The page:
St Jude’s Research Hospital Essay.
“Shortly after Hayden’s fifth birthday, he began having headaches and nausea. At first, the doctor thought he had migraines and asked his mother to keep a record of when his head hurt. After only a short period of time, Hayden’s headaches grew more frequent. Then, he began having trouble with the vision in his right eye causing him to see double. It was at this point, his mother knew there was a bigger issue at hand. Hayden was referred to an ophthalmologist for further testing.
When the doctor examined Hayden’s eyes closely, he saw abnormal swelling and immediately ordered a CT scan. The results were upsetting: There was a mass on Hayden’s brain. He underwent surgery to remove the tumor, after which a biopsy revealed more devastating news: Hayden suffered from a type of brain tumor called Medulloblastoma. Hayden’s parents had heard about St. Jude’s Children’s Research Hospital and immediately asked their doctor for a referral.
” Hayden’s story comes from St. Jude’s Research Hospital website.
He’s featured as this month’s “Patient of the Month”. Hayden is an adorable 6 year old boy with a beautiful smile. Other than the fact that he has no hair, you would never know that he’s been through more than most of us will endure in a lifetime. What is Medulloblastoma? It’s a highly malignant primary brain tumor which is most common in children. Re-occurrence of Medulloblastoma is almost always fatal, so fast evasive treatment is critical the first time it’s diagnosed.
There are several sound reasons’ to support the St. Jude’s Research Hospital. I’m going to tell you why you should support St. Jude’s Research Hospital, starting with its humble beginnings as a good deed by a wealthy famous man turning a personal promise into one of the most successful charities in the United States and ending with the impact it’s had on medicine today. A A good deed by a famous, wealthy man doesn’t seem all that remarkable. Hollywood stars do it all the time. But this story is particularly significant. St. Jude’s Research Hospital was founded by television star Danny Thomas.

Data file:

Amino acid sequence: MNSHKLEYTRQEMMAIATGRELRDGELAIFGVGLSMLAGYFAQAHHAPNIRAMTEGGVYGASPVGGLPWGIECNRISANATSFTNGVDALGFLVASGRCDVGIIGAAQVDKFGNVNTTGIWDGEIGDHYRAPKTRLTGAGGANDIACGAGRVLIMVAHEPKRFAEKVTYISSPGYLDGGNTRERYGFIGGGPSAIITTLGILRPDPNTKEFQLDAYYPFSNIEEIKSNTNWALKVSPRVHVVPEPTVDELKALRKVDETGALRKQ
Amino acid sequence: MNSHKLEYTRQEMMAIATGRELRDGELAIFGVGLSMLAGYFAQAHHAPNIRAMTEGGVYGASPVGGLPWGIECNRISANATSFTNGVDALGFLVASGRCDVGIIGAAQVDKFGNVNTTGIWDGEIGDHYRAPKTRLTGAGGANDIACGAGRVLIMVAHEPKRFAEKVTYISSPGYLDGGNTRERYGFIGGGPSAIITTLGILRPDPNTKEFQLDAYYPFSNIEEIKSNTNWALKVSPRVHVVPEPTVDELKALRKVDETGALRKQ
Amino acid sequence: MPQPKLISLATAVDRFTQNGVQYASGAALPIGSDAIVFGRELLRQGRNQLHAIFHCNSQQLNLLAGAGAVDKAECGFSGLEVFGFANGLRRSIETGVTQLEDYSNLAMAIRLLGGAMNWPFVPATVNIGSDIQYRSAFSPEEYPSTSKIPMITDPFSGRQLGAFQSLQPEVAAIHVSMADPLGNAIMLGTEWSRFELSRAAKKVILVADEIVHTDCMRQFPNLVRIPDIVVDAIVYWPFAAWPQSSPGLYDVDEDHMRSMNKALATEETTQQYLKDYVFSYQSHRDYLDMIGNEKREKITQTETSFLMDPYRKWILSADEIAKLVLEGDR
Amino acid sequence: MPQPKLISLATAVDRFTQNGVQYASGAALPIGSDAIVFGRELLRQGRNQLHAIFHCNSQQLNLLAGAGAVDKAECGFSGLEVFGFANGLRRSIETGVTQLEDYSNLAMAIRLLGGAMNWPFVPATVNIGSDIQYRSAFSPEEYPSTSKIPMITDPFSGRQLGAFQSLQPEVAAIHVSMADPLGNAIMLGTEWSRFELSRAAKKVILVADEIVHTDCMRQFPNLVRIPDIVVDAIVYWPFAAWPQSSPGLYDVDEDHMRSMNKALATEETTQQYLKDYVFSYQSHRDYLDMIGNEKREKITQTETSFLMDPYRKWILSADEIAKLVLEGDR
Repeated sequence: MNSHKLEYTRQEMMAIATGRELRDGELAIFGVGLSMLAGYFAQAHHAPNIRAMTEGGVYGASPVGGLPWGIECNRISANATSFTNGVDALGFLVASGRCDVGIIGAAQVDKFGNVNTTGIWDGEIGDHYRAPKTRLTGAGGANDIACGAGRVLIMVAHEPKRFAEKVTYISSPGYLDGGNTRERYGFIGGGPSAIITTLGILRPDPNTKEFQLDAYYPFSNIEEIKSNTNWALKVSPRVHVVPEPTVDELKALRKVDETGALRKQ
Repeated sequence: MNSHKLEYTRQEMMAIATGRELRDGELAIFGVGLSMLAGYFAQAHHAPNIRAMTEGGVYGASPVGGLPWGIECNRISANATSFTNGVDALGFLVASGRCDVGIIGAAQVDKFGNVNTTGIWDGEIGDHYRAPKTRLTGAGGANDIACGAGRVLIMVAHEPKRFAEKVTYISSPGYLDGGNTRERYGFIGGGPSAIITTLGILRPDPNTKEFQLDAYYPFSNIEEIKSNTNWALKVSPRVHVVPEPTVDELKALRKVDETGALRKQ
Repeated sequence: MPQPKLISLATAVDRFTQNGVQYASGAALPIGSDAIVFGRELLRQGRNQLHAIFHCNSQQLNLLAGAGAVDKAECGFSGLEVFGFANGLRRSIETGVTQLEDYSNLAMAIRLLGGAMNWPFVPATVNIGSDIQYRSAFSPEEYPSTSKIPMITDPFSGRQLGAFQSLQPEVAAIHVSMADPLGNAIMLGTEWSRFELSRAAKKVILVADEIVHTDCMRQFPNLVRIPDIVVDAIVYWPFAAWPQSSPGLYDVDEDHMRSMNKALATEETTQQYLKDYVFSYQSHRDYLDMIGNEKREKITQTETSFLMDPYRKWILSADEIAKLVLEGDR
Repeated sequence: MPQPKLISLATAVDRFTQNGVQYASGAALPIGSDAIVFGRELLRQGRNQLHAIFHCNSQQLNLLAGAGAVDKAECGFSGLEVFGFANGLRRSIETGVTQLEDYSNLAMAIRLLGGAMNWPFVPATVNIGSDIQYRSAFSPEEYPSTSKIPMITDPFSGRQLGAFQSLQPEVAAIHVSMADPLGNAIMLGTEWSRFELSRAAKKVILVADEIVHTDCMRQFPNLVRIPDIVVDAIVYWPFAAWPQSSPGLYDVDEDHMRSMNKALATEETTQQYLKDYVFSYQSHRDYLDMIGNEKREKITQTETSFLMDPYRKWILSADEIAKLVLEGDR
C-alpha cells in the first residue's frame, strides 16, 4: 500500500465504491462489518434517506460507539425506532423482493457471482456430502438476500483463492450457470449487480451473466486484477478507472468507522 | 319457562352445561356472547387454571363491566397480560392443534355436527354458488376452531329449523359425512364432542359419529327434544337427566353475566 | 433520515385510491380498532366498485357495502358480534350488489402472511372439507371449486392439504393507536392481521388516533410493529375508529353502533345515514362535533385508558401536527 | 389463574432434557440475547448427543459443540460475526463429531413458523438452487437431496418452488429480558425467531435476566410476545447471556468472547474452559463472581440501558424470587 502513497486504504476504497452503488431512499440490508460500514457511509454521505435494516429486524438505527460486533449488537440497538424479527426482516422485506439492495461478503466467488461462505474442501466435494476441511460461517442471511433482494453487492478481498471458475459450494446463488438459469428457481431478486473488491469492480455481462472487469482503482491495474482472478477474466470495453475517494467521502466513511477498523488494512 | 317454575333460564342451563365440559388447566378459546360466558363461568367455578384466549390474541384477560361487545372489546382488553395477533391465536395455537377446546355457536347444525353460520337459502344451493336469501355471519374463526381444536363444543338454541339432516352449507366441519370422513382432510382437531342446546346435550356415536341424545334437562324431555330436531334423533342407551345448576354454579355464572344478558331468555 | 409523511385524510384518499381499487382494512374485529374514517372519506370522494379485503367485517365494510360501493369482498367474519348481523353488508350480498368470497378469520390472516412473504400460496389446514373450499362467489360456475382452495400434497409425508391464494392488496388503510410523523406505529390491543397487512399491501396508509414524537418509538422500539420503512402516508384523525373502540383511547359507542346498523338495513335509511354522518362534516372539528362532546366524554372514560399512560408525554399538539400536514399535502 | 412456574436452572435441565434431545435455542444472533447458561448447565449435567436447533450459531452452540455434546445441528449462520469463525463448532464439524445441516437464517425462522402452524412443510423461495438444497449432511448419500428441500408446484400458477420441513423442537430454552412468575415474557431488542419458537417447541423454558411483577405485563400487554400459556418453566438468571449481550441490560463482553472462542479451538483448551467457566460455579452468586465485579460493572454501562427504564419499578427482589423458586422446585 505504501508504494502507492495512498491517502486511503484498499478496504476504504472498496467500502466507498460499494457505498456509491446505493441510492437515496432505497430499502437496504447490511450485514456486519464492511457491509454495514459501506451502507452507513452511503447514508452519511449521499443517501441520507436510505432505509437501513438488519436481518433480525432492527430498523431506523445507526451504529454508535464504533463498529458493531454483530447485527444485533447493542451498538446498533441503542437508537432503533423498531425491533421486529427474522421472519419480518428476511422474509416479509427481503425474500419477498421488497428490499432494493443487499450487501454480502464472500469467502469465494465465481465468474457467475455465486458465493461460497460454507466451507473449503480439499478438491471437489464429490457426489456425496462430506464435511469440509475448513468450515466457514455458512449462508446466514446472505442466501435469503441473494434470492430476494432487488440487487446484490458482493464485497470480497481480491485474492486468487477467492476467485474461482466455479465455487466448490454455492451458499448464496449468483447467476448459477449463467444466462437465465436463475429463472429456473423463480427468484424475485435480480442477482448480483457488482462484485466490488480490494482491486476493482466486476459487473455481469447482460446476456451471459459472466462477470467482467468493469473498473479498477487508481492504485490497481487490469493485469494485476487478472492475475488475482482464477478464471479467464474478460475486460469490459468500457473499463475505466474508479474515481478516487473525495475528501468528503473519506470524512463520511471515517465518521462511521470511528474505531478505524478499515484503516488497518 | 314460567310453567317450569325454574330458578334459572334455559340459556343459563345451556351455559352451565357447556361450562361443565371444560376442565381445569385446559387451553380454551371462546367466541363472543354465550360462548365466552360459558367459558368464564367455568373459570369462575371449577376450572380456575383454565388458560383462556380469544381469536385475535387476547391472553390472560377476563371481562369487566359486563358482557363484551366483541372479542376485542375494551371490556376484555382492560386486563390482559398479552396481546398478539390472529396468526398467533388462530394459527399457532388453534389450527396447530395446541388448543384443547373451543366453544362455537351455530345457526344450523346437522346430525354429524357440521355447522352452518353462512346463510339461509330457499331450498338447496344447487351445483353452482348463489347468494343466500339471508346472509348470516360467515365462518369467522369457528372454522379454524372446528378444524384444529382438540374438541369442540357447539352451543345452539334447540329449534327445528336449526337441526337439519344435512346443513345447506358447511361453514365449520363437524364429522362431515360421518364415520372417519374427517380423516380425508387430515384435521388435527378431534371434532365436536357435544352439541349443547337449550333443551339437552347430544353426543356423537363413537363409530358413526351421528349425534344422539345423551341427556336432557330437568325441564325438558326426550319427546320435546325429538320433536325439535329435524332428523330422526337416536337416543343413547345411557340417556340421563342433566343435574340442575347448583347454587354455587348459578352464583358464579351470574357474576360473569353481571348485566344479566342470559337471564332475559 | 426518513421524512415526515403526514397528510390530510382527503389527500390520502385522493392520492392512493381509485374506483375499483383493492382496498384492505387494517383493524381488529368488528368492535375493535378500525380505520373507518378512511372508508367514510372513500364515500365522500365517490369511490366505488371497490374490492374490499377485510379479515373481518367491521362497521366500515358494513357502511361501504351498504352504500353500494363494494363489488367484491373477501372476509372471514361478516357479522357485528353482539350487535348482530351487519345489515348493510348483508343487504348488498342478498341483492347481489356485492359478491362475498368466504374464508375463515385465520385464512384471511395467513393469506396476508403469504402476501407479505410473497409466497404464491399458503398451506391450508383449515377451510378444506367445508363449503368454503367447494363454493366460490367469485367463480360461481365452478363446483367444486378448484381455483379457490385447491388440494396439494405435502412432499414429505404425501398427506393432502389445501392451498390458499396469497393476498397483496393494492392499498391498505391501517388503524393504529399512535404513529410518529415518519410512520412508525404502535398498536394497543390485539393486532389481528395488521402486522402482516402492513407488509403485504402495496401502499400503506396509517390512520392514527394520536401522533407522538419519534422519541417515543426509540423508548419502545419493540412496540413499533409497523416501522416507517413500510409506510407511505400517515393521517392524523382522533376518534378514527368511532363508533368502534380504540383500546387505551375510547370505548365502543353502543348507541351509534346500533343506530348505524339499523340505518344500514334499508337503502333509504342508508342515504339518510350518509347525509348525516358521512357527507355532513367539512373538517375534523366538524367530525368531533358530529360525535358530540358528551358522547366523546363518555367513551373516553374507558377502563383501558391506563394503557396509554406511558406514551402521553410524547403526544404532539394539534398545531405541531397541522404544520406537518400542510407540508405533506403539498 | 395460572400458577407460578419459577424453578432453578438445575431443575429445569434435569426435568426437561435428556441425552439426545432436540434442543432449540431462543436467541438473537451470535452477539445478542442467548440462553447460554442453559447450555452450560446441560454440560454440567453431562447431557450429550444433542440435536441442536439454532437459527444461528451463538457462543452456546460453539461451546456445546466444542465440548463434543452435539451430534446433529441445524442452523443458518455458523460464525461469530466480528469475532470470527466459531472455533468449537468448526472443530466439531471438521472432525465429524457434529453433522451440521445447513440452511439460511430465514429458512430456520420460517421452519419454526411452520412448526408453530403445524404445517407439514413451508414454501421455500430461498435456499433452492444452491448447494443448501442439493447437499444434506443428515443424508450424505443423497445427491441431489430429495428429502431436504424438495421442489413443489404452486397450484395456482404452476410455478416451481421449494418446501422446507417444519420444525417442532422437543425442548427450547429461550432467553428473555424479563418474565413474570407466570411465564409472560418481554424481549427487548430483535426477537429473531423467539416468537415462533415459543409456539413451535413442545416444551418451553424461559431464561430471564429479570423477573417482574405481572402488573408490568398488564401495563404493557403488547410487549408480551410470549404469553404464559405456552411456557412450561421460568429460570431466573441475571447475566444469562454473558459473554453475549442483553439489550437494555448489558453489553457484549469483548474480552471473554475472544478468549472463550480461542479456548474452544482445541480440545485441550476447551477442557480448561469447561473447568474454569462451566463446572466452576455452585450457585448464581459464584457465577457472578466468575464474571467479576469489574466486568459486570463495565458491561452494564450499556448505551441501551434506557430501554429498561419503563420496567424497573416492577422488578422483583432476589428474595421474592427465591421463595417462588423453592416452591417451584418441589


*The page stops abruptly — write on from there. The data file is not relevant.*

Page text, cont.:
He worked with the likes of Doris Day and acted in roles on The Dick Van Dyke Show, The Andy Griffith Show and The Mob Squad. His professional career was a resume that spanned several decades. But his most remarkable accomplishment was the foundation of St. Jude’s Research Hospital. Danny Thomas was a devout catholic. Early in his career, while still a struggling actor with a new family he prayed for an answer on how to proceed in his life.
He made a promise to build a shrine in honor of St. Jude, the patron saint of hopeless causes, if he could only proceed with and find success in his career as an entertainer. He never forgot that prayer or that promise. The shrine he built was opened in 1962 in Memphis Tennessee and stands today as a pillar of hope for families of children with cancer around the world. St. Jude’s Research Hospital was founded on the premise that any needy child would be able to receive care regardless of race, religion or the ability to pay, a hospital where no suffering child would be turned away.
Danny Thomas lived until 1991 to witness the miracle his promise to St. Jude created. His children continue to participate and avidly support St. Jude’s Research Hospital today. Without a most sincere prayer of faith during a time of great need, this world could have been in a very different place. B Cone Communications, a public relations and marketing agency puts together an annual list of the top 100 non-profit power brand companies in the US. St. Jude’s Research Hospital ranks #18 on the list with top leaders such as:
1. YMCA 2. United Way 3. American Red Cross This is significant considering St. Jude’s is one hospital accomplishing this. The other charities I mentioned are based all over the country. St. Jude boasts nearly 5 million donors and 1 million volunteers. St. Jude was named for the 6th year in a row as one of the top institutions in the annual “Best Places to Work in Academia” by Scientist Magazine in July 2011. They are one of the best employers as a research and learning hospital.